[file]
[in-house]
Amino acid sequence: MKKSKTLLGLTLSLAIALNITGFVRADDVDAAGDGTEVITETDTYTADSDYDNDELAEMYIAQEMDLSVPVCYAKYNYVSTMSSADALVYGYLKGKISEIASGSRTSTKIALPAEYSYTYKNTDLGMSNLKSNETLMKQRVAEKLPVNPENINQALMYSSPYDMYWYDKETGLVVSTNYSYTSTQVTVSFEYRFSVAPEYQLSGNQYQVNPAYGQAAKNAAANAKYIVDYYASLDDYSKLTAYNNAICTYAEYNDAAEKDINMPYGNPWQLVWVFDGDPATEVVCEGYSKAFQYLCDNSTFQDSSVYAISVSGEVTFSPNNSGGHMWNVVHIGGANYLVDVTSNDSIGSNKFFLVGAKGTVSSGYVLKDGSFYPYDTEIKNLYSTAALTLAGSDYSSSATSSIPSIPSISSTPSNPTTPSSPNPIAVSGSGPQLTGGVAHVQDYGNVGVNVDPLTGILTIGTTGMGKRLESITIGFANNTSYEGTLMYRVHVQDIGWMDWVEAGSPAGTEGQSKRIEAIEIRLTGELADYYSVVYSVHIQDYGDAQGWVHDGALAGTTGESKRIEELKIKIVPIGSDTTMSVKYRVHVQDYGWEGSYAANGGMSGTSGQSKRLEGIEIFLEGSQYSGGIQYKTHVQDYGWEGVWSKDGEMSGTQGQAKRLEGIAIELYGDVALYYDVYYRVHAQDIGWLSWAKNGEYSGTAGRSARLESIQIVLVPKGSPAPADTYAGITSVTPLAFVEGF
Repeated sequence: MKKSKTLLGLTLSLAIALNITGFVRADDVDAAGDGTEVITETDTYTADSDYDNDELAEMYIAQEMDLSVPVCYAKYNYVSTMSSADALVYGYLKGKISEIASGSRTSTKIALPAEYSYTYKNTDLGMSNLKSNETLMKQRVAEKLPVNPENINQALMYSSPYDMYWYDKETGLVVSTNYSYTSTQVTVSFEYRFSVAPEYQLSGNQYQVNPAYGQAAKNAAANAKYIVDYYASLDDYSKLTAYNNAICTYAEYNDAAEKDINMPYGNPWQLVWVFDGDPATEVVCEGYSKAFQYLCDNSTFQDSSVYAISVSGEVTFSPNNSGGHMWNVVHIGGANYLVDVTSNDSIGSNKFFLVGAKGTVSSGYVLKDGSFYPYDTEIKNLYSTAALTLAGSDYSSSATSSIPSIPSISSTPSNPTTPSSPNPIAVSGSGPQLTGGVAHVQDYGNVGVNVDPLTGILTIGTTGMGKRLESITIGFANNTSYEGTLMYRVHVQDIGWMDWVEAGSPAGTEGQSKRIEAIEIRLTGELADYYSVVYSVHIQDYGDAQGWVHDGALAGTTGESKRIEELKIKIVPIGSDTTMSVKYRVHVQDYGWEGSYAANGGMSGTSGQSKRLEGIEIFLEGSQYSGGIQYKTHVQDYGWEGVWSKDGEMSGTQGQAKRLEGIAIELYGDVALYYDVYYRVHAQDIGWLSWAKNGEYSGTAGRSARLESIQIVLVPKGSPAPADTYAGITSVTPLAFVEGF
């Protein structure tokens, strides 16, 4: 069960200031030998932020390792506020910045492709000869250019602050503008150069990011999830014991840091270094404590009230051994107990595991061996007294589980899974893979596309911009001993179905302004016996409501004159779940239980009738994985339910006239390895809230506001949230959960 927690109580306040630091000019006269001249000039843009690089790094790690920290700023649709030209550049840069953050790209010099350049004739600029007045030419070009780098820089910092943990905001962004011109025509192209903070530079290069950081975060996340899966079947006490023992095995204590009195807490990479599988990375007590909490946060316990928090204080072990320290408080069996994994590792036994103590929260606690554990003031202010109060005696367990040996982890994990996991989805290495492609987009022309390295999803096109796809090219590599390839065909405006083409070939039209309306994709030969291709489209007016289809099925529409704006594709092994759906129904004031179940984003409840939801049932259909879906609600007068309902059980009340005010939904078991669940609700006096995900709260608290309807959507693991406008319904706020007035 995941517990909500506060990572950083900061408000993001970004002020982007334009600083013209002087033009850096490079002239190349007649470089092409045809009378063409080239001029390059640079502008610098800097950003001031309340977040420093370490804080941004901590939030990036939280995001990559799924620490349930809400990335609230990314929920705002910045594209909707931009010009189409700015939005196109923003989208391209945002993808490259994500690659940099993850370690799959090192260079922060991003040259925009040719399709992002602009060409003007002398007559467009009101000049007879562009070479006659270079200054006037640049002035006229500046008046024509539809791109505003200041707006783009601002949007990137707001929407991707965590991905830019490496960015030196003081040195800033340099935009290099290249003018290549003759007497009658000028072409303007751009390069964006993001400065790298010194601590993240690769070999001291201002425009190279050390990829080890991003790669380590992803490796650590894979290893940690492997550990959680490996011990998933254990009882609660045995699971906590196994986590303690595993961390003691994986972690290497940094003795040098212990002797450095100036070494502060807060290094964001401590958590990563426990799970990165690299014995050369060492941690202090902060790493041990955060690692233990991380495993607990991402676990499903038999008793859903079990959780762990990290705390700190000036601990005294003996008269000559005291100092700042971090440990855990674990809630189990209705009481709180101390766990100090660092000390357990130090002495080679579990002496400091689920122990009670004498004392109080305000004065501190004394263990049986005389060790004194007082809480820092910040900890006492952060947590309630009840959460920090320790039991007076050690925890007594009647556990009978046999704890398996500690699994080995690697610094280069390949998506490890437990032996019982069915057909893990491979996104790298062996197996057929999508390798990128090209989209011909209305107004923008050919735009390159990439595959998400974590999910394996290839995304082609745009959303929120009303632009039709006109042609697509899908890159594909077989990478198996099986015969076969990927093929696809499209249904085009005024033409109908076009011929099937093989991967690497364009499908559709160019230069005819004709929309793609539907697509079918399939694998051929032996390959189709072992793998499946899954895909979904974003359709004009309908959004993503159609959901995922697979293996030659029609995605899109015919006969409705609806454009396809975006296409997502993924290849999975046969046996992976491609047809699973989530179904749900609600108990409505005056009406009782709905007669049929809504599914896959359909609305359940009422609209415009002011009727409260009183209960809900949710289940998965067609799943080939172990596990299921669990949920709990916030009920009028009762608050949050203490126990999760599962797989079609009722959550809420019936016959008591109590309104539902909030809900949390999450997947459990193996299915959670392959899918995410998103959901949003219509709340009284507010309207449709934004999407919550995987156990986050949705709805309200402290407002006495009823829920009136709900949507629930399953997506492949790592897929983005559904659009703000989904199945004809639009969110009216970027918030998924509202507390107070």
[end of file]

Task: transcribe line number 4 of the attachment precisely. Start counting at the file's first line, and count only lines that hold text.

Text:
């Protein structure tokens, strides 16, 4: 069960200031030998932020390792506020910045492709000869250019602050503008150069990011999830014991840091270094404590009230051994107990595991061996007294589980899974893979596309911009001993179905302004016996409501004159779940239980009738994985339910006239390895809230506001949230959960 927690109580306040630091000019006269001249000039843009690089790094790690920290700023649709030209550049840069953050790209010099350049004739600029007045030419070009780098820089910092943990905001962004011109025509192209903070530079290069950081975060996340899966079947006490023992095995204590009195807490990479599988990375007590909490946060316990928090204080072990320290408080069996994994590792036994103590929260606690554990003031202010109060005696367990040996982890994990996991989805290495492609987009022309390295999803096109796809090219590599390839065909405006083409070939039209309306994709030969291709489209007016289809099925529409704006594709092994759906129904004031179940984003409840939801049932259909879906609600007068309902059980009340005010939904078991669940609700006096995900709260608290309807959507693991406008319904706020007035 995941517990909500506060990572950083900061408000993001970004002020982007334009600083013209002087033009850096490079002239190349007649470089092409045809009378063409080239001029390059640079502008610098800097950003001031309340977040420093370490804080941004901590939030990036939280995001990559799924620490349930809400990335609230990314929920705002910045594209909707931009010009189409700015939005196109923003989208391209945002993808490259994500690659940099993850370690799959090192260079922060991003040259925009040719399709992002602009060409003007002398007559467009009101000049007879562009070479006659270079200054006037640049002035006229500046008046024509539809791109505003200041707006783009601002949007990137707001929407991707965590991905830019490496960015030196003081040195800033340099935009290099290249003018290549003759007497009658000028072409303007751009390069964006993001400065790298010194601590993240690769070999001291201002425009190279050390990829080890991003790669380590992803490796650590894979290893940690492997550990959680490996011990998933254990009882609660045995699971906590196994986590303690595993961390003691994986972690290497940094003795040098212990002797450095100036070494502060807060290094964001401590958590990563426990799970990165690299014995050369060492941690202090902060790493041990955060690692233990991380495993607990991402676990499903038999008793859903079990959780762990990290705390700190000036601990005294003996008269000559005291100092700042971090440990855990674990809630189990209705009481709180101390766990100090660092000390357990130090002495080679579990002496400091689920122990009670004498004392109080305000004065501190004394263990049986005389060790004194007082809480820092910040900890006492952060947590309630009840959460920090320790039991007076050690925890007594009647556990009978046999704890398996500690699994080995690697610094280069390949998506490890437990032996019982069915057909893990491979996104790298062996197996057929999508390798990128090209989209011909209305107004923008050919735009390159990439595959998400974590999910394996290839995304082609745009959303929120009303632009039709006109042609697509899908890159594909077989990478198996099986015969076969990927093929696809499209249904085009005024033409109908076009011929099937093989991967690497364009499908559709160019230069005819004709929309793609539907697509079918399939694998051929032996390959189709072992793998499946899954895909979904974003359709004009309908959004993503159609959901995922697979293996030659029609995605899109015919006969409705609806454009396809975006296409997502993924290849999975046969046996992976491609047809699973989530179904749900609600108990409505005056009406009782709905007669049929809504599914896959359909609305359940009422609209415009002011009727409260009183209960809900949710289940998965067609799943080939172990596990299921669990949920709990916030009920009028009762608050949050203490126990999760599962797989079609009722959550809420019936016959008591109590309104539902909030809900949390999450997947459990193996299915959670392959899918995410998103959901949003219509709340009284507010309207449709934004999407919550995987156990986050949705709805309200402290407002006495009823829920009136709900949507629930399953997506492949790592897929983005559904659009703000989904199945004809639009969110009216970027918030998924509202507390107070």